COVID-19 vaccines

Neil Young Wants His Music Off Spotify Over Joe Rogan's Vaccine ‘Misinformation'

"They can have Rogan or Young. Not both," Young wrote in a since-deleted open letter to his manager and record label that was posted to his website on Monday

Gary Miller/Getty Images In this Sept. 21, 2019, file photo, Neil Young attends a press conference for Farm Aid 34 at Alpine Valley Music Theatre in East Troy, Wisconsin.

Neil Young reportedly demanded that his music be removed from Spotify due to vaccine disinformation shared by podcaster Joe Rogan on the streaming platform.

"They can have Rogan or Young. Not both," Young wrote in a since-deleted open letter to his manager and record label that was posted to his website on Monday.

NBC has not seen the original post and it is unclear why it was removed from Young's website. A link to the post labeled "A-Message-To-Spotify," currently directs users to a blank page.

A representative for Young did not immediately respond to NBC News' request for comment. But his manager Frank Gironda confirmed its authenticity to The Daily Beast, saying in a statement that the issue is something "that's really important to Neil. He's very upset about this disinformation."

Rogan has been criticized throughout the pandemic for airing fringe medical stances on the coronavirus, questioning vaccine safety and promoting debunked treatments on his popular podcast "The Joe Rogan Experience." Rogan signed a $100 million deal in 2020 giving Spotify exclusive right to the show.

In his letter, Young said Spotify has a "responsibility to mitigate the spread of misinformation on its platform." The singer asked his manager and record label "to let Spotify know immediately TODAY that I want all my music off their platform."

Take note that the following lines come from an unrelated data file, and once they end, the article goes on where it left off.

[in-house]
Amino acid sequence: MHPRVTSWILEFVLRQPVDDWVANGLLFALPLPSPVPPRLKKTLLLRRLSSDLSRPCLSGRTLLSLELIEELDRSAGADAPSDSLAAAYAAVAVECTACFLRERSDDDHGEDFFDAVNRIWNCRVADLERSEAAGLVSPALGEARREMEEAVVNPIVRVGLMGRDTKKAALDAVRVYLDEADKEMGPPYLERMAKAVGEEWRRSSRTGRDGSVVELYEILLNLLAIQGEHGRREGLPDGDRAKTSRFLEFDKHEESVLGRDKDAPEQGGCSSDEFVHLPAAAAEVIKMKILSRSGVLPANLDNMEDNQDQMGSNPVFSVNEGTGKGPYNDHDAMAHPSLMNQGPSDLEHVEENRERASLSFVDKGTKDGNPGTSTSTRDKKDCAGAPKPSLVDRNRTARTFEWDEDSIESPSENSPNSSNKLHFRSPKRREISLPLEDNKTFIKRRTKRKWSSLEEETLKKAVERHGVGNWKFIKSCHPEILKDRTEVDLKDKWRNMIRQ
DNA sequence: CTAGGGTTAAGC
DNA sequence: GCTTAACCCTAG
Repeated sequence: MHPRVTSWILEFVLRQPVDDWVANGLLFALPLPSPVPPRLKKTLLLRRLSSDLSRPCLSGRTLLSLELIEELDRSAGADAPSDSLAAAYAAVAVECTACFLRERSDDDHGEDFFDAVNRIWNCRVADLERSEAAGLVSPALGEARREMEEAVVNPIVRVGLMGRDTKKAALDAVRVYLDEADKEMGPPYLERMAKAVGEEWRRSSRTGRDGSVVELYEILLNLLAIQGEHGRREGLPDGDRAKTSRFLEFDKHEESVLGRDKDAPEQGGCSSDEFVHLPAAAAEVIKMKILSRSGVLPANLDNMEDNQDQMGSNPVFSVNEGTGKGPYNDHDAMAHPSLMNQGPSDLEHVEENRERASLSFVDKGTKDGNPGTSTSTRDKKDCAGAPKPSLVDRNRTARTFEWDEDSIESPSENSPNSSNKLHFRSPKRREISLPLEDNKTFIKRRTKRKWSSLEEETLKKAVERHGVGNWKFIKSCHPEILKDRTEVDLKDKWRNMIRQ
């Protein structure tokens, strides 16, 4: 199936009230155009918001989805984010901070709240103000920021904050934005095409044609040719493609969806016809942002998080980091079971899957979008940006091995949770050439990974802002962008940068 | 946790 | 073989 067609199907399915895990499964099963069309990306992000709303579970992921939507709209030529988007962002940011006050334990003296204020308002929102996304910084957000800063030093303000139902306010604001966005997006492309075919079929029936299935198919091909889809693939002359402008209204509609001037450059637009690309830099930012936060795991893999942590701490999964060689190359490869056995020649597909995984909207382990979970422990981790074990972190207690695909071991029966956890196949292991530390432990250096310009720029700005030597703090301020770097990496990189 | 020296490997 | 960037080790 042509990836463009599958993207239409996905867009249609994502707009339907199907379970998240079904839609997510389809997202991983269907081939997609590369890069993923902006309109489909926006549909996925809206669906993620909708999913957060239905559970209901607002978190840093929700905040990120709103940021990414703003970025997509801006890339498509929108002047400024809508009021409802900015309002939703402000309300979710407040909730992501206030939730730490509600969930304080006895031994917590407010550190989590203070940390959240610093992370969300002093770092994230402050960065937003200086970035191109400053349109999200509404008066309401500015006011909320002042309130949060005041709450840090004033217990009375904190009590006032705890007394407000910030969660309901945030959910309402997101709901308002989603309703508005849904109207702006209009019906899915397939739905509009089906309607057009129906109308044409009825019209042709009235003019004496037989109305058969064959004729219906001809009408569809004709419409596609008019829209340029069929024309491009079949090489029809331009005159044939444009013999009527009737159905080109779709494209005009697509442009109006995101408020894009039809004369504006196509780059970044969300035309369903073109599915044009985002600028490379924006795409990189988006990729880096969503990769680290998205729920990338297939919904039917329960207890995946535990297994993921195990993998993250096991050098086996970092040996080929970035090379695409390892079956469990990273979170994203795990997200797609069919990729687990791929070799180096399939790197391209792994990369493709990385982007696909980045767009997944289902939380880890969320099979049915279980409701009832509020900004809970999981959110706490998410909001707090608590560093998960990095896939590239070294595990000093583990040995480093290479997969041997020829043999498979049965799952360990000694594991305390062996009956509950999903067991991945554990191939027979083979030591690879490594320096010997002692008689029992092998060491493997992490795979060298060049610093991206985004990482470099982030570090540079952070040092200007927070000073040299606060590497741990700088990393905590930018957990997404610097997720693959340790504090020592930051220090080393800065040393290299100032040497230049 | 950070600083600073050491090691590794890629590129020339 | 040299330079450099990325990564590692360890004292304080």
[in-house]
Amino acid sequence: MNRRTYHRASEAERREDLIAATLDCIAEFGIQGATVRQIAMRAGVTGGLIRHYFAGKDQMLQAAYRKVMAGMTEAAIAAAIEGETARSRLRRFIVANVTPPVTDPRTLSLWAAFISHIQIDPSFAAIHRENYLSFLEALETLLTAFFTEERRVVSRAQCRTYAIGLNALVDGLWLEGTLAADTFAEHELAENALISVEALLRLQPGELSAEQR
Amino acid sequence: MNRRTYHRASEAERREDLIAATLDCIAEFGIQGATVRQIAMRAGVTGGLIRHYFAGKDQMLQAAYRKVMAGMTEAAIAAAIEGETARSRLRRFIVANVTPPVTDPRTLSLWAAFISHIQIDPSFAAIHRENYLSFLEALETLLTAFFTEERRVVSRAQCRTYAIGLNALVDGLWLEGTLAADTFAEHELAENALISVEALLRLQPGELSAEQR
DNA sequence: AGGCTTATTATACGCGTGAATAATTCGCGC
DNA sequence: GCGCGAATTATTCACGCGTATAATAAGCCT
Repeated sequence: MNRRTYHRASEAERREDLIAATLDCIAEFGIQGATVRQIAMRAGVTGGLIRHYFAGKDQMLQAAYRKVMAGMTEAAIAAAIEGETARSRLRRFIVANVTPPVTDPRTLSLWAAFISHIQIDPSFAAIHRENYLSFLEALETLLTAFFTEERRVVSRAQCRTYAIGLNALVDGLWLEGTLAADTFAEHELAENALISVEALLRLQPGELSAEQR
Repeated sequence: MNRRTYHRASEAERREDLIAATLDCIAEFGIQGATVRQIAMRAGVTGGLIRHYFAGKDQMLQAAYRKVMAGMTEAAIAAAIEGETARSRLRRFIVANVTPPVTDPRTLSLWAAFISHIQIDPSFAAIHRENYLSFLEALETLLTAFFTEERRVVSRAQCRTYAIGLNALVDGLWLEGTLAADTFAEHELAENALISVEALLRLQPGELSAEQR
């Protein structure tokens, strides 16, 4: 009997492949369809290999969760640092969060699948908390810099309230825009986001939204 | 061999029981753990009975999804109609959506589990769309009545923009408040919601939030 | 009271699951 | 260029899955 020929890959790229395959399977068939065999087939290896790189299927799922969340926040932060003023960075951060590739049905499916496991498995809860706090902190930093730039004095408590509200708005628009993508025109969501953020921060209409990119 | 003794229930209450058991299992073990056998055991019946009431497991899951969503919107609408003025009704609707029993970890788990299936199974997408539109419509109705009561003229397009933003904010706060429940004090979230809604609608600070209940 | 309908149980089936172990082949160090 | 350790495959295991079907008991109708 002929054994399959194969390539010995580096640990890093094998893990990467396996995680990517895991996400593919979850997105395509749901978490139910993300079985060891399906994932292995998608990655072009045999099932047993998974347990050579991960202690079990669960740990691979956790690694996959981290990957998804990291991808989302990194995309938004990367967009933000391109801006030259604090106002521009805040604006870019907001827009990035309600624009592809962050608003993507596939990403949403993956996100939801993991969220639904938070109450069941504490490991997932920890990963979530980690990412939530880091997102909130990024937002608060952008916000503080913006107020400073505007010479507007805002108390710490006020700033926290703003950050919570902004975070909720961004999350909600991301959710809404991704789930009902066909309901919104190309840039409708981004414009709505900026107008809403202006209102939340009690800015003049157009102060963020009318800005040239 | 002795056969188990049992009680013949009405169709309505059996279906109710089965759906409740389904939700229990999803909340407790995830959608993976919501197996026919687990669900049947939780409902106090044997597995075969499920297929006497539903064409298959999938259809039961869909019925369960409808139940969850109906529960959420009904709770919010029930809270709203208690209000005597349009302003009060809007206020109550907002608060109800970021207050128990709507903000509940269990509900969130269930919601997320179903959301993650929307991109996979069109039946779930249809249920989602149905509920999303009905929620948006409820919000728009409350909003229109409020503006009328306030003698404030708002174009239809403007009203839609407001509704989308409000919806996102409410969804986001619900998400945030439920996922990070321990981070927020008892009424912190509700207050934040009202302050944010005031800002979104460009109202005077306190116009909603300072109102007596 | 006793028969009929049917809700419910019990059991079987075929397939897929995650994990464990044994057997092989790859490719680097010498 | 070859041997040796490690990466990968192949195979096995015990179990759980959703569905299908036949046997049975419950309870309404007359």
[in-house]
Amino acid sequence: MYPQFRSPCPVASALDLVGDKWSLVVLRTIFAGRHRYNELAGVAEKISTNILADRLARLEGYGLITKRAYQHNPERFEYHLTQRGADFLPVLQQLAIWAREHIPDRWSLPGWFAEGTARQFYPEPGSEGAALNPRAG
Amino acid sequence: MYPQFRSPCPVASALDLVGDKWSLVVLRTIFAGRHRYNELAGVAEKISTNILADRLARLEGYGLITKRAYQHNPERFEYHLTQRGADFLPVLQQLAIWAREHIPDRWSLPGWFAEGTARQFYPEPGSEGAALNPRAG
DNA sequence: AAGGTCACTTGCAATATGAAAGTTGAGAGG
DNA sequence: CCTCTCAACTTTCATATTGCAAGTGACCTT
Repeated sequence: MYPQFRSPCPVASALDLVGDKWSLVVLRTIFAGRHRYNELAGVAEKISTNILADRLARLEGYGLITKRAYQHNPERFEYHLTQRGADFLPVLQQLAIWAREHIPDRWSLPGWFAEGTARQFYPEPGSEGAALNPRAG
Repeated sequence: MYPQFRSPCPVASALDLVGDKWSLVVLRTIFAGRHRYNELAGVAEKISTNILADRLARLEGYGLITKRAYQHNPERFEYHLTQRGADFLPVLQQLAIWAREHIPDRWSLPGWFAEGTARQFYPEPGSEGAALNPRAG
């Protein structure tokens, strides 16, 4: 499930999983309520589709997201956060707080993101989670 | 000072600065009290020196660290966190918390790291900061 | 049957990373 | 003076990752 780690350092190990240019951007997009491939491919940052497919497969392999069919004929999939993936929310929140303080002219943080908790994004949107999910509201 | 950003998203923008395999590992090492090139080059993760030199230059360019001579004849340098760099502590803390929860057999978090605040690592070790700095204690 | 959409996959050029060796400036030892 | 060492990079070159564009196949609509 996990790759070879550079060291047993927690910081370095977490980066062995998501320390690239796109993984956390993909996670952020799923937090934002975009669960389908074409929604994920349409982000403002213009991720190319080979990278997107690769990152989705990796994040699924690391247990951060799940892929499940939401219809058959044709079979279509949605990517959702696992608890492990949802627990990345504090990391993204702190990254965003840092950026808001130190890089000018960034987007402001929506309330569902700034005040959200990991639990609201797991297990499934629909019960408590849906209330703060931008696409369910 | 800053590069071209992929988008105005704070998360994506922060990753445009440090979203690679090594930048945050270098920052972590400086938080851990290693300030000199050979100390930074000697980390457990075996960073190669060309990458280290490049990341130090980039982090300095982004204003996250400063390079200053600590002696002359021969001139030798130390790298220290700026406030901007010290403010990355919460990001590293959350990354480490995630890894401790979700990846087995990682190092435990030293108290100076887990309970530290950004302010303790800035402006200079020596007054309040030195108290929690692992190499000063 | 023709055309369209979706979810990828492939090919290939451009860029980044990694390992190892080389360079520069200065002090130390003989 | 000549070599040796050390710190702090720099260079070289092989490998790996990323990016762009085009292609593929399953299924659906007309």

“I am doing this because Spotify is spreading fake information about vaccines – potentially causing death to those who believe the disinformation being spread by them," he wrote, according to Rolling Stone. "Please act on this immediately today and keep me informed of the time schedule."

As of Tuesday morning, Young's music was still accessible on Spotify. Both Spotify and Joe Rogan did not immediately respond to NBC News' requests for comment.

Young isn't the only one taking Spotify to task over the content on Rogan's show. Last month, 270 doctors, scientists and healthcare professionals signed an open letter requesting that Spotify implement a policy for dealing with misinformation, specifically citing Rogan's "concerning history" of spreading misleading and false claims about the COVID-19 pandemic.

“By allowing the propagation of false and societally harmful assertions, Spotify is enabling its hosted media to damage public trust in scientific research and sow doubt in the credibility of data-driven guidance offered by medical professionals,” the letter said.

The letter cited an episode in which Rogan interviewed Dr. Robert Malone, a virologist who claims to have worked on early research into the mRNA technology behind several COVID-19 vaccines, but is now critical of the treatments. Malone said Americans had been "hypnotized" into wearing masks and getting vaccinated.

Rogan aired a disclaimer before the episode played, saying that he isn’t “an anti-vax person” and that he should not be the source of medical advice, as he isn’t a doctor.

Both the Moderna and Pfizer/BioNTech COVID-19 vaccines were developed using mRNA—short for messenger RNA— technology. Here is how they work.